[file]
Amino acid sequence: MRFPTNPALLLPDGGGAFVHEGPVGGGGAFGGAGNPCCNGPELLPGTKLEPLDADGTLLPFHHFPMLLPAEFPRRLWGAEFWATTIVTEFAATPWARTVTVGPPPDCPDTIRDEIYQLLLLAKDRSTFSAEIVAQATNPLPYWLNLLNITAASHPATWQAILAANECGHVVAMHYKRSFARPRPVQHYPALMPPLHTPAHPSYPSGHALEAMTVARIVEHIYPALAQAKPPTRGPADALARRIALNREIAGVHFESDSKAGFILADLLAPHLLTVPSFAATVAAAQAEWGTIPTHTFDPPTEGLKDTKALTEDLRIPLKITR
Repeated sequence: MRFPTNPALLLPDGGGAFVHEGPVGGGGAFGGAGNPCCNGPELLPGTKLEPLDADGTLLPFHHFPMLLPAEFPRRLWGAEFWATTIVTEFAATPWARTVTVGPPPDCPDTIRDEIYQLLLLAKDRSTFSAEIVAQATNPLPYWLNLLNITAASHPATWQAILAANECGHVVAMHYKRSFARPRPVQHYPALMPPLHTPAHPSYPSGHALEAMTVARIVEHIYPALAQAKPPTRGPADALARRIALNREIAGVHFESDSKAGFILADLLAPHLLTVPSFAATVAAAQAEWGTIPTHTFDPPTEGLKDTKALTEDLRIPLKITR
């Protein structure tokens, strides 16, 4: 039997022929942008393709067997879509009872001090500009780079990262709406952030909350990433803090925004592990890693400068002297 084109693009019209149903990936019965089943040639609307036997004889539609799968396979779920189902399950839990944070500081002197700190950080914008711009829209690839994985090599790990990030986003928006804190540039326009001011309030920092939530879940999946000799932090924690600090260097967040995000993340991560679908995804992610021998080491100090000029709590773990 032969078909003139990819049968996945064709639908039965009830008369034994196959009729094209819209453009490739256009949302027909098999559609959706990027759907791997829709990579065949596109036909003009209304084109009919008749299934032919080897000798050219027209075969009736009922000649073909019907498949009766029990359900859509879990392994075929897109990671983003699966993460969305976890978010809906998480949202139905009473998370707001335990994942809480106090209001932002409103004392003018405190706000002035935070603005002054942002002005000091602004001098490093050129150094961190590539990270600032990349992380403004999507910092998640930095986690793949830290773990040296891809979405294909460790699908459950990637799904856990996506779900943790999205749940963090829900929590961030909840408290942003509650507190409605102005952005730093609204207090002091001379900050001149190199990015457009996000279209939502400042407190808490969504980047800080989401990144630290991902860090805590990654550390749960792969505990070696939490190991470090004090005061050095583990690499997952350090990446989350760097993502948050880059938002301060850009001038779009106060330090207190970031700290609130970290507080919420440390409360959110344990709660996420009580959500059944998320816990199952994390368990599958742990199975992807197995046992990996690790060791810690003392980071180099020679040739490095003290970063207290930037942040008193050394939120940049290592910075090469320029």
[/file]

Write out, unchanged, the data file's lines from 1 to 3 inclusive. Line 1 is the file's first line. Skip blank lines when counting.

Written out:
Amino acid sequence: MRFPTNPALLLPDGGGAFVHEGPVGGGGAFGGAGNPCCNGPELLPGTKLEPLDADGTLLPFHHFPMLLPAEFPRRLWGAEFWATTIVTEFAATPWARTVTVGPPPDCPDTIRDEIYQLLLLAKDRSTFSAEIVAQATNPLPYWLNLLNITAASHPATWQAILAANECGHVVAMHYKRSFARPRPVQHYPALMPPLHTPAHPSYPSGHALEAMTVARIVEHIYPALAQAKPPTRGPADALARRIALNREIAGVHFESDSKAGFILADLLAPHLLTVPSFAATVAAAQAEWGTIPTHTFDPPTEGLKDTKALTEDLRIPLKITR
Repeated sequence: MRFPTNPALLLPDGGGAFVHEGPVGGGGAFGGAGNPCCNGPELLPGTKLEPLDADGTLLPFHHFPMLLPAEFPRRLWGAEFWATTIVTEFAATPWARTVTVGPPPDCPDTIRDEIYQLLLLAKDRSTFSAEIVAQATNPLPYWLNLLNITAASHPATWQAILAANECGHVVAMHYKRSFARPRPVQHYPALMPPLHTPAHPSYPSGHALEAMTVARIVEHIYPALAQAKPPTRGPADALARRIALNREIAGVHFESDSKAGFILADLLAPHLLTVPSFAATVAAAQAEWGTIPTHTFDPPTEGLKDTKALTEDLRIPLKITR
């Protein structure tokens, strides 16, 4: 039997022929942008393709067997879509009872001090500009780079990262709406952030909350990433803090925004592990890693400068002297 084109693009019209149903990936019965089943040639609307036997004889539609799968396979779920189902399950839990944070500081002197700190950080914008711009829209690839994985090599790990990030986003928006804190540039326009001011309030920092939530879940999946000799932090924690600090260097967040995000993340991560679908995804992610021998080491100090000029709590773990 032969078909003139990819049968996945064709639908039965009830008369034994196959009729094209819209453009490739256009949302027909098999559609959706990027759907791997829709990579065949596109036909003009209304084109009919008749299934032919080897000798050219027209075969009736009922000649073909019907498949009766029990359900859509879990392994075929897109990671983003699966993460969305976890978010809906998480949202139905009473998370707001335990994942809480106090209001932002409103004392003018405190706000002035935070603005002054942002002005000091602004001098490093050129150094961190590539990270600032990349992380403004999507910092998640930095986690793949830290773990040296891809979405294909460790699908459950990637799904856990996506779900943790999205749940963090829900929590961030909840408290942003509650507190409605102005952005730093609204207090002091001379900050001149190199990015457009996000279209939502400042407190808490969504980047800080989401990144630290991902860090805590990654550390749960792969505990070696939490190991470090004090005061050095583990690499997952350090990446989350760097993502948050880059938002301060850009001038779009106060330090207190970031700290609130970290507080919420440390409360959110344990709660996420009580959500059944998320816990199952994390368990599958742990199975992807197995046992990996690790060791810690003392980071180099020679040739490095003290970063207290930037942040008193050394939120940049290592910075090469320029």